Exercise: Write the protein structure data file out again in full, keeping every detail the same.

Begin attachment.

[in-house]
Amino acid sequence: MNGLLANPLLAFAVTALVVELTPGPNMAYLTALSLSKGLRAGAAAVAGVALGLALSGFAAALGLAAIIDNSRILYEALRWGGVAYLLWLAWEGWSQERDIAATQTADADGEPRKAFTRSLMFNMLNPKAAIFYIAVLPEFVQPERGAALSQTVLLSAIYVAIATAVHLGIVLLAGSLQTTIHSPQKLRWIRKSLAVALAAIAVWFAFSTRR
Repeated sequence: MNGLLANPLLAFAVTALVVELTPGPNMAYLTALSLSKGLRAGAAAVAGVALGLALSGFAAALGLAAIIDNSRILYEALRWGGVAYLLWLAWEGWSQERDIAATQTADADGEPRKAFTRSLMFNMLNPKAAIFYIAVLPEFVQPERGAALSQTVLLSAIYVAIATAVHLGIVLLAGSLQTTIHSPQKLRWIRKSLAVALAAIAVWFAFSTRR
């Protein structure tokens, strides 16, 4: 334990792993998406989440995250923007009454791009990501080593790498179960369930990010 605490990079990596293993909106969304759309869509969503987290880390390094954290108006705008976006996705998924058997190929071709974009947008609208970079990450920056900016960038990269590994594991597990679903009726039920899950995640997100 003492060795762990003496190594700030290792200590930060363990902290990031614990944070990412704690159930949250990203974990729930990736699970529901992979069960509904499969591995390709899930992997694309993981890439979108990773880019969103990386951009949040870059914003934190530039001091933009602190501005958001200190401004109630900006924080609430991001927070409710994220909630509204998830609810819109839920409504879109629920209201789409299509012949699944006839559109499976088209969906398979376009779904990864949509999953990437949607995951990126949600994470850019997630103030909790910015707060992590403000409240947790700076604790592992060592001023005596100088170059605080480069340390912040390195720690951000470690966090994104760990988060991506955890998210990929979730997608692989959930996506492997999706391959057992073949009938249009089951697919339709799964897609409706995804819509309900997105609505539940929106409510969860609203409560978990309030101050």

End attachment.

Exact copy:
[in-house]
Amino acid sequence: MNGLLANPLLAFAVTALVVELTPGPNMAYLTALSLSKGLRAGAAAVAGVALGLALSGFAAALGLAAIIDNSRILYEALRWGGVAYLLWLAWEGWSQERDIAATQTADADGEPRKAFTRSLMFNMLNPKAAIFYIAVLPEFVQPERGAALSQTVLLSAIYVAIATAVHLGIVLLAGSLQTTIHSPQKLRWIRKSLAVALAAIAVWFAFSTRR
Repeated sequence: MNGLLANPLLAFAVTALVVELTPGPNMAYLTALSLSKGLRAGAAAVAGVALGLALSGFAAALGLAAIIDNSRILYEALRWGGVAYLLWLAWEGWSQERDIAATQTADADGEPRKAFTRSLMFNMLNPKAAIFYIAVLPEFVQPERGAALSQTVLLSAIYVAIATAVHLGIVLLAGSLQTTIHSPQKLRWIRKSLAVALAAIAVWFAFSTRR
């Protein structure tokens, strides 16, 4: 334990792993998406989440995250923007009454791009990501080593790498179960369930990010 605490990079990596293993909106969304759309869509969503987290880390390094954290108006705008976006996705998924058997190929071709974009947008609208970079990450920056900016960038990269590994594991597990679903009726039920899950995640997100 003492060795762990003496190594700030290792200590930060363990902290990031614990944070990412704690159930949250990203974990729930990736699970529901992979069960509904499969591995390709899930992997694309993981890439979108990773880019969103990386951009949040870059914003934190530039001091933009602190501005958001200190401004109630900006924080609430991001927070409710994220909630509204998830609810819109839920409504879109629920209201789409299509012949699944006839559109499976088209969906398979376009779904990864949509999953990437949607995951990126949600994470850019997630103030909790910015707060992590403000409240947790700076604790592992060592001023005596100088170059605080480069340390912040390195720690951000470690966090994104760990988060991506955890998210990929979730997608692989959930996506492997999706391959057992073949009938249009089951697919339709799964897609409706995804819509309900997105609505539940929106409510969860609203409560978990309030101050």